Robbing the Faculty (and the Taxpayers)


In 2012 voters in Alameda County (including this blogger), across the bay from San Francisco, approved Measure B, a parcel tax, to provide the Peralta Community College District, which has  campuses in Berkeley, Alameda and Oakland, an extra $8 million each year.  The funds were designated to “support affordable college education including: providing core academic programs including math, science, and English” with “no funds for administrators’ salaries.”

But according to a report in today’s San Francisco Chronicle, since 2015 district administrators have used millions of dollars of the parcel tax money for nonacademic staff salaries and fringe benefits normally paid out of the general fund and almost nothing on faculty or students.  According to the Chronicle report,

The impact has been striking. Payouts for staff fringe benefits from Measure B funds spiked by 320 percent (from $646,132 to $2,728,612) and staff salaries rose 30 percent ($3,092,329 to $4,020,068), all while part-time faculty salaries fell by 65 percent in one year (from $4,157,952 to $1,429,962).

Full-time faculty members are paid from the district’s permanent general fund.  The extra funding was intended to pay for part-time instructors, who have long been the majority of the faculty despite state laws mandating that 75% of instruction be staffed by full-time tenure-track faculty.  And, in fact, part-time instructors were the main recipients of Measure B funds at first.  But records show that by 2016, most of the parcel tax was no longer being spent on those salaries.

“There shouldn’t be any money shifted” to other types of expenditures, said Michael Mills, chair of the Peralta Citizens’ Oversight Committee, an appointed group of voters that oversees Measure B expenditures.  He requested an independent audit in January.  Peralta Chancellor Jowel Laguerre has agreed to the audit.

District records show that staff paid with parcel tax funds include custodians, warehouse personnel, secretaries, librarians and counselors.  The money has also paid for their benefits: retirement, sick leave, vacation and medical care.  Staff members typically earn $58,000 to $64,000 with full benefits, which is more than adjunct faculty, who often make less than $50,000 and do not receive full benefits, the Chronicle said.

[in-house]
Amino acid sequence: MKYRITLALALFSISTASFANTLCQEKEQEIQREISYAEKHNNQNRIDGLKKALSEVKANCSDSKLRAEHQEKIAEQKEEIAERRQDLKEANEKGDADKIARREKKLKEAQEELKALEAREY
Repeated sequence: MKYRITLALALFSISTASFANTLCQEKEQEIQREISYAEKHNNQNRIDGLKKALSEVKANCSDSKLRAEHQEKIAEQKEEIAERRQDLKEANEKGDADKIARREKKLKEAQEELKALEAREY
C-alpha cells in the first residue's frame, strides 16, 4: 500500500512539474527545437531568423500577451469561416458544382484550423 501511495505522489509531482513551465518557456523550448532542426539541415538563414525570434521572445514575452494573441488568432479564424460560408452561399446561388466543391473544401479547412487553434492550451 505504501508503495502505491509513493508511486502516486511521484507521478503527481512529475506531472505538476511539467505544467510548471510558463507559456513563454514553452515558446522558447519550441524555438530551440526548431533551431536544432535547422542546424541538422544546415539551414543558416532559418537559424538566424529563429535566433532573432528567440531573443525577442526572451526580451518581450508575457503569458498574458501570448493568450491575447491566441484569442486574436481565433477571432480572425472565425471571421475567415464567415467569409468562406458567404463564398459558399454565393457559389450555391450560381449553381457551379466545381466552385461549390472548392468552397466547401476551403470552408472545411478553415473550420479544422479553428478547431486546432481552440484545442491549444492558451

Suspicions are that the district may be using the Measure B funds to pay for staff normally covered by the general fund in order to free up money to pay for new consultants and top administrators.  According to the Chronicle report,

This semester, Peralta’s four community colleges — Laney, Alameda, Berkeley and Merritt — have a total enrollment of about 30,000, for which the district currently employs nine vice chancellors who earn more than $100,000 annually.  By contrast, City College of San Francisco has about 65,000 students and employs five vice chancellors.

Since 2015, Laguerre — with the approval of the Peralta Board of Trustees — has made 10 upper-management appointments whose jobs carry six-figure salaries, many using interim titles that bypass hiring committees.  He has also brought in four consultants who worked with him in the past.

Approved by 73 percent of the vote, Measure B was originally designed to help the district deal with cutbacks in state funding.  Immediately after it passed, former Chancellor Jose Ortiz set aside $3 million of it for a new academic program called Peralta Accountability for Student Success, focused on improving success rates for students seeking employment or a move to a four-year university. But since Laguerre became chancellor in 2015, no additional Measure B money has been put into that program or into any new district-wide academic programs.

The Chronicle also reports that in 2012, when Laguerre was president/superintendent of the Solano Community College District, a grand jury admonished him for his handling of a $348 million voter-approved bond measure.  It said the language of the ballot measure was misleading to voters and violated state law.  No charges were brought, however.

I can’t, of course, independently vouch for the validity of the Chronicle’s report; for that we must await the results of the audit.  But judging from appearances, this is yet another flagrant example of a self-perpetuating administrative elite run wild.  California community college faculty, both full-time and part-time, have had their hands full in recent years dealing with their overzealous accrediting agency, ACCJC.  That body has repeatedly sanctioned institutions for poor fiscal management.  Yet here, in the very district where ACCJC’s notorious former director, Barbara Beno, served as a college president, we see clear evidence of de facto administrative embezzlement (for, really, if the report is accurate, that’s what this amounts to) at the expense of part-time faculty, students and taxpayers.  And where has ACCJC been?  That Laguerre could move from a district where he was admonished for mishandling a bond measure to a similar position in a larger district and once again do much the same thing speaks volumes about the managerial rot plaguing higher education administration everywhere today.

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